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Last attempt to save the Glenelg Cinema

by Natalie Bittner.

We offer you the public of South Australia a centre of entertainment unique in this state. Every luxury, every thought, every care that 27 years of experience dictates, that modern science knows, is here for your comfort, your convenience, your service. We present the showplace of Australia, the Ozone Theatre Glenelg

(From the program distributed at the Gala opening night of the Ozone Theatre, Glenelg November 5th 1937)

Glenelg Cinema. Corner Jetty Road and Rose Street. Photo: Natalie Bittner. 26/05/2011

In the next few weeks, the fate of the Glenelg Cinema complex will be decided. The cinema has been closed since the end of January 2009 with no development on the site and a drop in visitor numbers to the Eastern end of the Jetty Road precinct noticed by nearby traders. In the week following its closure, the Wallis cinema company put up most of the interior fixtures for sale, including the seats and doors.

Having been designed by architect Kenneth Milne in 1936, the Glenelg Ozone Theatre (as it was then known) consisted of a single cinema screen, and had twin marble grand staircases and tartan carpeting throughout. Known for his impeccable detailing, the façade of the building includes stone from Basket Range in the Adelaide Hills, horizontal fins and the current vertical signage is the same element used in the original construction. Advertising material from 1938 says that the Ozone Theatre had air-conditioning throughout, a ladies smoking lounge, and a baby-friendly viewing area where mothers with screaming children ‘will not be embarrassed’ (The Advertiser Saturday October 9, 1937). On the 5th of November 1937 Glenelg Ozone Theatre’s gala opening night consisted of a technicolour screening of A Star is Born with shorts including How to Vote. (The Mail Saturday November 6th, 1937).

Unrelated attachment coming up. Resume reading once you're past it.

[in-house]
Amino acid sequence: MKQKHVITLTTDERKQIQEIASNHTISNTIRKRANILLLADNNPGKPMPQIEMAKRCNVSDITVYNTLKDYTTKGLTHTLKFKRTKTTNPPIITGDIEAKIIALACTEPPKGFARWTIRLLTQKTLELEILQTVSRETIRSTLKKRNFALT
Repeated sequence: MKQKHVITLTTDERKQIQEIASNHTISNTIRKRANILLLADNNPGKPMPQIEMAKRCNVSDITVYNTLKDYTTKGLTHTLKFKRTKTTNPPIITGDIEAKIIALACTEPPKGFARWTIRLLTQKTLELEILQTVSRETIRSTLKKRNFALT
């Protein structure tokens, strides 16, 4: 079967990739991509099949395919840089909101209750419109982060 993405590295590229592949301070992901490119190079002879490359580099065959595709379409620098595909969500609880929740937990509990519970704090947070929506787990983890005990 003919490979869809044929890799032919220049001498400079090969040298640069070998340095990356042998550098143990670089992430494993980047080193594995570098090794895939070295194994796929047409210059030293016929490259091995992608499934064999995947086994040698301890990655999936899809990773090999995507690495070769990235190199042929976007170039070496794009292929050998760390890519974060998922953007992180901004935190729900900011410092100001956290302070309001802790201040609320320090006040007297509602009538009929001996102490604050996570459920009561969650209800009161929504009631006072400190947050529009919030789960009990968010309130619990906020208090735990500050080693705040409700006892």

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South Australian Museum Archives Visit – Ngaut Ngaut Interpretive Project

In mid-September I visited the South Australian Museum Archives to locate images that were to be used on the interpretive signage at Ngaut Ngaut. This aspect of the project was also approved by the Mannum Aboriginal Community Association Inc. (MACAI). Dr Amy Roberts had given me some ideas as to what to look for and I had a list of index numbers that corresponded to relevant archive collections. Throughout the process of content creation Amy had found a few images that she wanted to use on the signs. The problem was that these copies had very low resolutions. My archives visit was aimed at finding the original images and organising high-quality 600 dpi copies of the photographs and field book sketches.